Exploring castles in Prague, studying the rainforest in Costa Rica, or visiting ancient temples in Japan – these adventures and more await our students who go abroad during their time at Chapman. With the help of the Center for Global Education, STEM students can plan their study abroad experience to fit in with their rigorous academic schedules.
Lorryn McKaig (class of 2022) is studying physics with a minor in environmental science. She’s extremely involved at Chapman, not just in the sciences as a peer advisor but also in residence life as an orientation leader and Fenestra community coordinator. She studied abroad at the University of Glasgow in Scotland last spring, and although she came home early due to the pandemic, she loved her experience. We talked with Lorryn about her experience and advice she has for other students.
Schmid College: What was your favorite part about studying abroad?
Lorryn McKaig: My favorite part about studying abroad was all the people I got to meet. A lot of international students study in Glasgow and it is a very diverse city. I met people from all around the world and am still in contact with a lot of them! I met people from Italy, Venezuela, Canada, Finland, and several other places.
SC: What was the most challenging aspect of studying abroad?
LM: It took some time to adapt to a new way of life. I had to get used to things like understanding thick Scottish accents, walking everywhere instead of driving, and a new classroom culture. It was especially difficult for me to adjust to the new weather. Scotland is very very cold and also very rainy. But after some time, all of these aspects became the new normal.
SC: As a STEM student, how did you plan your academic schedule around studying abroad? What classes did you take?
LM: As a STEM student, you definitely should start planning your study abroad classes ahead of time. I was only able to take a few classes for my major while abroad, such as scientific computing and linear algebra. I did have to make up another major course during the following summer, which I would have taken during my study abroad semester had I been studying at Chapman. So depending on what is offered at your study abroad university, you may need to make some alterations to your original academic plans. But it is completely worth it to get the experience of studying in another country. I also took a GE course, International Relations, and a fun art course, Stained Glass Workshop.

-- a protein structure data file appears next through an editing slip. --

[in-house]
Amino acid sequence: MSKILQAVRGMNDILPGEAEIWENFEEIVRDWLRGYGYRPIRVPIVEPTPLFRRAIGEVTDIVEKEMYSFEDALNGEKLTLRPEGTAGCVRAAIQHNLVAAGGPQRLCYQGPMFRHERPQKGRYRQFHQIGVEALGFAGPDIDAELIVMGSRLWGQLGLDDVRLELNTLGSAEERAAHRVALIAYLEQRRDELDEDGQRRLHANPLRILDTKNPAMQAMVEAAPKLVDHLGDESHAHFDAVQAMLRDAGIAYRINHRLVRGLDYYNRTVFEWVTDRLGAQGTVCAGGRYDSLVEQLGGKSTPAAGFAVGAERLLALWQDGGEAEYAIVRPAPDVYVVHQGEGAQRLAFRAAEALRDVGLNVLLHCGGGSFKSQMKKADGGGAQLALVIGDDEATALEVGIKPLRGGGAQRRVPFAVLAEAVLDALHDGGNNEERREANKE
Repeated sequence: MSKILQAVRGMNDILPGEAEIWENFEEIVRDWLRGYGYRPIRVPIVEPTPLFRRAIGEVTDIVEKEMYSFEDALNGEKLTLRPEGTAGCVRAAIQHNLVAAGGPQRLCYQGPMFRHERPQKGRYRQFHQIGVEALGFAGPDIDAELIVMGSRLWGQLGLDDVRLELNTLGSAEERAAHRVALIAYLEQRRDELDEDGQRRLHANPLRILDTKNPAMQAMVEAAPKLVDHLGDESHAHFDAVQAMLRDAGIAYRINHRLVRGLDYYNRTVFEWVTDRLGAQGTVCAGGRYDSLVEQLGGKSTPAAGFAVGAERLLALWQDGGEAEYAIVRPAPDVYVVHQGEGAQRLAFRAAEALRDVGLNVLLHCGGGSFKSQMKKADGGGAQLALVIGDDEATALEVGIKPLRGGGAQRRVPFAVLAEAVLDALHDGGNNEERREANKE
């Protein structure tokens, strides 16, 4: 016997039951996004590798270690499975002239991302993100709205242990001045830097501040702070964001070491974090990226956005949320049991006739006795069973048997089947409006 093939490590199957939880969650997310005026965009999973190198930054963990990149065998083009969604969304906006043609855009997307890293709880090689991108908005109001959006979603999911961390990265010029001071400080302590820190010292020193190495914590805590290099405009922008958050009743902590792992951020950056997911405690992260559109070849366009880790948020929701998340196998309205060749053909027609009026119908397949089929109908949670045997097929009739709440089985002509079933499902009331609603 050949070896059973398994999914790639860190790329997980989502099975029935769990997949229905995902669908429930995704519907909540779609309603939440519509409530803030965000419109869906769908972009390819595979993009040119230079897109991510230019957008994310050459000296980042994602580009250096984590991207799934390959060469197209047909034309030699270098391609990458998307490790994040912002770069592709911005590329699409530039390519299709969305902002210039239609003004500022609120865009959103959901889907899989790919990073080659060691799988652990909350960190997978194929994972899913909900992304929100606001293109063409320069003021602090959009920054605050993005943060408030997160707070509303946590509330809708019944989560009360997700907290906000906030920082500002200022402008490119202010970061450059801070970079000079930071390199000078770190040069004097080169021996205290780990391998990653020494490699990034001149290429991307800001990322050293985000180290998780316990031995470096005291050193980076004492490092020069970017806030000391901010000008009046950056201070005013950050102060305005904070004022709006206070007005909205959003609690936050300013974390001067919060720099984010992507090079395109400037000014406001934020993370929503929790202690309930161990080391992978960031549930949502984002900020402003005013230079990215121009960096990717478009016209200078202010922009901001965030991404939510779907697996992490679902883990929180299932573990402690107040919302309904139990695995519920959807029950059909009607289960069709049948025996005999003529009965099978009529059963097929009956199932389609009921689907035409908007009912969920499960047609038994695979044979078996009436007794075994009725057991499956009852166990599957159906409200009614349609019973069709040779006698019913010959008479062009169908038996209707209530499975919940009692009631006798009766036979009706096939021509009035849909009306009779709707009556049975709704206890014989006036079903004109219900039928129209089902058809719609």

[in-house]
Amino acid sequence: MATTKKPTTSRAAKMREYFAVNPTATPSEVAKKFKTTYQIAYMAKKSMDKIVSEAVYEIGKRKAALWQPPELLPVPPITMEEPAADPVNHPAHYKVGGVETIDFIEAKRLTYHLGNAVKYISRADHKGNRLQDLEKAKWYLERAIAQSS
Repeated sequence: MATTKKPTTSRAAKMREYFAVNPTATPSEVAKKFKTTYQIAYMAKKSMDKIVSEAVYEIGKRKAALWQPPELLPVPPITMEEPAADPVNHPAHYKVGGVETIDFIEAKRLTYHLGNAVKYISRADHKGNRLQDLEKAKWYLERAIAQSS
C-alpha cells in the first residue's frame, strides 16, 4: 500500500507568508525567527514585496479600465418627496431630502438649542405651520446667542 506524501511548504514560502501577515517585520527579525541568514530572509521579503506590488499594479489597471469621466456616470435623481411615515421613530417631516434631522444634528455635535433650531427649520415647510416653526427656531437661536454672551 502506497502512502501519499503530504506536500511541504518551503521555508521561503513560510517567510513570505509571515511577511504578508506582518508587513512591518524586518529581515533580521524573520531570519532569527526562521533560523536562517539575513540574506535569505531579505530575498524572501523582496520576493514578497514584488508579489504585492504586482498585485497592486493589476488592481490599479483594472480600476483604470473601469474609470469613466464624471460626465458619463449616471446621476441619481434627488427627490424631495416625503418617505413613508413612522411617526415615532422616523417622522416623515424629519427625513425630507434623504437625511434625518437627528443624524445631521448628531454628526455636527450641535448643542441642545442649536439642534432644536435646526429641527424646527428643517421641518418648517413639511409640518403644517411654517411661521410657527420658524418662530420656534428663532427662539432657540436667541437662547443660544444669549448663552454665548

SC: What would you recommend to other STEM students who are thinking about studying abroad?
LM: Check out the Global Gateway! There is a way to filter your search for universities which are recommended for your major. Once you find some places you are interested in, check out the courses they offer, as well as their pre-approved courses. Check if any of these are on your program evaluation. And don’t be afraid to ask for help from academic advisors or peer advisors. Don’t let being a STEM student get in the way of your international experiences!
Interested in learning more about studying abroad? This week is International Education Week, and the Center for Global Education is hosting virtual events to help students learn about and plan for an international experience. Check out @cuglobal on Instagram or visit the CGE website for more information!